Egg Freezing Process

How do I prepare for egg freezing?

If you've decided to freeze your eggs, the first step in the process is a consultation with a PFC physician—who are all board certified in reproductive endocrinology and infertility (REI).

What kind of testing is performed for egg freezing?

Fertility specialist writing down a patient's information

Your physician will use fertility tests including an antral follicle count (AFC) and a blood test for anti-Müllerian hormone (AMH). These tests help determine how many eggs remain (the ovarian reserve) in the ovaries' small sacs (follicles). Done by vaginal ultrasound, the AFC will give you a good sense of how many eggs you will produce. An AMH blood draw performed at PFC or through a company like Modern Fertility will confirm the ultrasound findings. While both these tests measure quantity of eggs, age is the best predictor of egg quality.

Other appointments

Next, you will meet with one of PFC's clinical coordinators to discuss lab work, consent forms, medication and your treatment calendar. The clinical coordinator will walk you through your treatment plan in detail, and provide you with clinical clearance to proceed. You will also have a complimentary meeting with a financial coordinator to discuss pricing and the payment process.

Women also have the option to meet with a Marriage and Family Therapist at PFC to discuss the risks and benefits of the egg freezing process. Fertility treatments is a financial as well as an emotional commitment and we want all patients to have a full understanding of this technology and their potential for success.

What is involved in the egg freezing process?

  1. Fertility medications: This process involves steps similar to In Vitro Fertilization (IVF), beginning with a series of fertility medications to produce multiple eggs and then retrieving the eggs. Your physician will prescribe fertility medications to stimulate follicle growth and produce multiple eggs. Medications are injected subcutaneously (just beneath the skin) with a very fine needle. Our team is available to help you throughout the entire process. This phase of treatment lasts approximately 10-14 days.
  2. Ultrasound monitoring and lab tests: A PFC physician will monitor you on a regular basis to assess follicle growth and the number of eggs being produced. When follicles are mature and ready for retrieval, you stop taking the fertility medication, and take an ovulation trigger, a hormone that brings on the final phase of egg maturation. Egg retrieval is scheduled 36 hours after the trigger. We retrieve the eggs from the ovaries with a fine needle 4 hours before the predicted time of ovulation, which would naturally occur about 40 hours after the hCG shot.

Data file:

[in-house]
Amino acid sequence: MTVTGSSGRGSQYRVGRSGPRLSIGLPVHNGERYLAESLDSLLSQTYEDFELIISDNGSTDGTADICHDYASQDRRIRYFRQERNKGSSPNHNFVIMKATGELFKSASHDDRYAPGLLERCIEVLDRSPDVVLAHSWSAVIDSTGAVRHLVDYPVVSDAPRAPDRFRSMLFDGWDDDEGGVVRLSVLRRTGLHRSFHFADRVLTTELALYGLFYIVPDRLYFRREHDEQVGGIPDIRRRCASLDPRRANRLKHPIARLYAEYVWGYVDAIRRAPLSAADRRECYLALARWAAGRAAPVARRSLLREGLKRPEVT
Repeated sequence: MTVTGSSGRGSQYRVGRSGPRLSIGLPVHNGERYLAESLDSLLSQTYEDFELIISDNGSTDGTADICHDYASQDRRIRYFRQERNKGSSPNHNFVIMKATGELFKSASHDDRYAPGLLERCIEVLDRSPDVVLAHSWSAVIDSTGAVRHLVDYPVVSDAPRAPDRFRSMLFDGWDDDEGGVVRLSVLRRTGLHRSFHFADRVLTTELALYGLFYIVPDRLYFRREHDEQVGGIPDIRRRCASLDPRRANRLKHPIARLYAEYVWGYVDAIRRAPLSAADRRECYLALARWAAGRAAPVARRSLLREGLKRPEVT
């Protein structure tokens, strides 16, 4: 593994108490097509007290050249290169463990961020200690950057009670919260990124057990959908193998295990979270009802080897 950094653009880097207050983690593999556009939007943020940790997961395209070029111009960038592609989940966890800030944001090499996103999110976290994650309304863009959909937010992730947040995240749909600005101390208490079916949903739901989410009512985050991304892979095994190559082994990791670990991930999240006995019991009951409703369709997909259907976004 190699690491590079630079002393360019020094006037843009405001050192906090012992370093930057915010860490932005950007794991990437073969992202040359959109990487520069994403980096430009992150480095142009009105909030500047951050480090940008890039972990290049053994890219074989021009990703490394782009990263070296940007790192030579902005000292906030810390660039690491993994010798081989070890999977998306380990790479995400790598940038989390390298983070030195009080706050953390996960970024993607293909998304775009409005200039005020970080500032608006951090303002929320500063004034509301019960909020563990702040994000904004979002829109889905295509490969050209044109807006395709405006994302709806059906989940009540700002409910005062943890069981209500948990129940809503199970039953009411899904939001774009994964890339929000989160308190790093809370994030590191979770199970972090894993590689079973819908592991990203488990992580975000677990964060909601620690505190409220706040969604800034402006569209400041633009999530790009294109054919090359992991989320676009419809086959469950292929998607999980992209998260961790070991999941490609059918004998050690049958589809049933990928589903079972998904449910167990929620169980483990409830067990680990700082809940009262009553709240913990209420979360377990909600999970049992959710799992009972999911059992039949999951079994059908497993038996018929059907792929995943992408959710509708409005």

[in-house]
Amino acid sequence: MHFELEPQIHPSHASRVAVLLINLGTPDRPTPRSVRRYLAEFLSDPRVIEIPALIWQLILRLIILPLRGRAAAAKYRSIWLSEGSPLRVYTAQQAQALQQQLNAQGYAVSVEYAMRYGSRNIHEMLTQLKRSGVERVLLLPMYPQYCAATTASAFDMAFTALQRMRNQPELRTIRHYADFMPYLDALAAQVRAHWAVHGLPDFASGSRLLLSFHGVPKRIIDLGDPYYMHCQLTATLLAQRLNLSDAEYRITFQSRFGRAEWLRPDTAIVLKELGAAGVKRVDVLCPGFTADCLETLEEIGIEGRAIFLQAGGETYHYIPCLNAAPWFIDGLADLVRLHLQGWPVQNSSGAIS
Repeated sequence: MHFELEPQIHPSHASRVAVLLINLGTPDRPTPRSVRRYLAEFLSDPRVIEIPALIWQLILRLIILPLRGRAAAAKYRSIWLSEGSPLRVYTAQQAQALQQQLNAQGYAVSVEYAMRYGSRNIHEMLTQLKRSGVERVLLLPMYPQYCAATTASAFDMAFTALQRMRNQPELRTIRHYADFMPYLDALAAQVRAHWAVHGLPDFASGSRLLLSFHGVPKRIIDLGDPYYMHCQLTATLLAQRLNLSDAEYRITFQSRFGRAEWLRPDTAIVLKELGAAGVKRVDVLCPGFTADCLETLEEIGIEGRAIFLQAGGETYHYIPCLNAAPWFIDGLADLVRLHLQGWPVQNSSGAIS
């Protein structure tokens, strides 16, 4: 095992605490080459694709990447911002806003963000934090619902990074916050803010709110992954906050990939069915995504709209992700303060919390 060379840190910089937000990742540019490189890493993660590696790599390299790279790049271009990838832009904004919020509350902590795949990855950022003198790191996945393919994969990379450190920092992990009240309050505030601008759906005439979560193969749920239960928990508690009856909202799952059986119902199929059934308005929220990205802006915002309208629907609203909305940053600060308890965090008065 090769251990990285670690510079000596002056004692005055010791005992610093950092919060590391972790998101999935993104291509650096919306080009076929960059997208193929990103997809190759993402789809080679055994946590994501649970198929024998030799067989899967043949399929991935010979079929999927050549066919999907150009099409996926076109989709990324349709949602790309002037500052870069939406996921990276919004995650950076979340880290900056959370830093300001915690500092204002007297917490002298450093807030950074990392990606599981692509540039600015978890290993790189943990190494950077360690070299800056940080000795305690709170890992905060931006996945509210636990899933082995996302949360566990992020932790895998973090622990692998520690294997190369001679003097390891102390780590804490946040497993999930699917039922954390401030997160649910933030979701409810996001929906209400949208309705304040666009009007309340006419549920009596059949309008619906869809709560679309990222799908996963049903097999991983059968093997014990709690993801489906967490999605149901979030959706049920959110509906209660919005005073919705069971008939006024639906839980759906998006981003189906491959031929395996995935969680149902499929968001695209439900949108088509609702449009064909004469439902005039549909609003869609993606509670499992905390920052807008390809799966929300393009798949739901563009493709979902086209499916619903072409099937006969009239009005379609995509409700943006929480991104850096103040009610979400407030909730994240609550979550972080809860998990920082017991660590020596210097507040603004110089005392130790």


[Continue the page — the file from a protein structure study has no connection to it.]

3. Egg retrieval procedure: This is a relatively brief procedure, during which your doctor will use ultrasound guidance to gently retrieve eggs from the ovarian follicles. You will be under sedation and in the care of an anesthesiologist throughout the procedure. The retrieval is performed in our clinic and takes approximately 15 minutes. We recommend taking the rest of the day easy while the sedation wears off and most patients are able to resume normal activity shortly after.
  4. Egg preservation: The retrieved eggs are preserved through a rapid freezing process called vitrification. The eggs may be kept frozen indefinitely so it is critically important that patients maintain annual contact with the clinic.

What happens when I am ready to use my frozen eggs?

  1. Thawing: When you decide you are ready to use your eggs, they will be thawed in the laboratory.
  2. Fertilization: Thawed eggs are next fertilized in our laboratory using a procedure called Intra-Cytoplasmic Sperm Injection (ICSI) in which a single sperm is injected into each egg.
  3. Embryo Culture: Once the eggs have been fertilized, they will remain in the laboratory for 3 to 7 days, growing and dividing, now called embryos. Not all fertilized eggs will divide to make embryos.
  4. Embryo Transfer: Your doctor will transfer the embryo into the uterus using a small insertion catheter. The transfer feels similar to a Pap smear and does not require anesthesia. The procedure takes about 15 minutes.
  5. Re-Freezing of Excess Embryos: According to the decision you make with your physician, excess embryos may be re-frozen. Re-freezing the fertilized eggs (embryos) is safe and will make it possible to do another transfer if needed.
Fertility Specialists at the Pacific Fertility Center pose for a group photo

Want to learn more about egg freezing?

We invite you to schedule an egg freezing consultation with the San Francisco Bay Area's 'Top Docs' at Pacific Fertility Center®. We recommend that patients gather questions for the consultation beforehand, to make the most of your appointment time.

We're here to answer your questions and to learn more about the process, you can sign up for a free webinar here.

Pacific Fertility Center is conveniently located in the San Francisco Bay Area, near many local Northern California communities.

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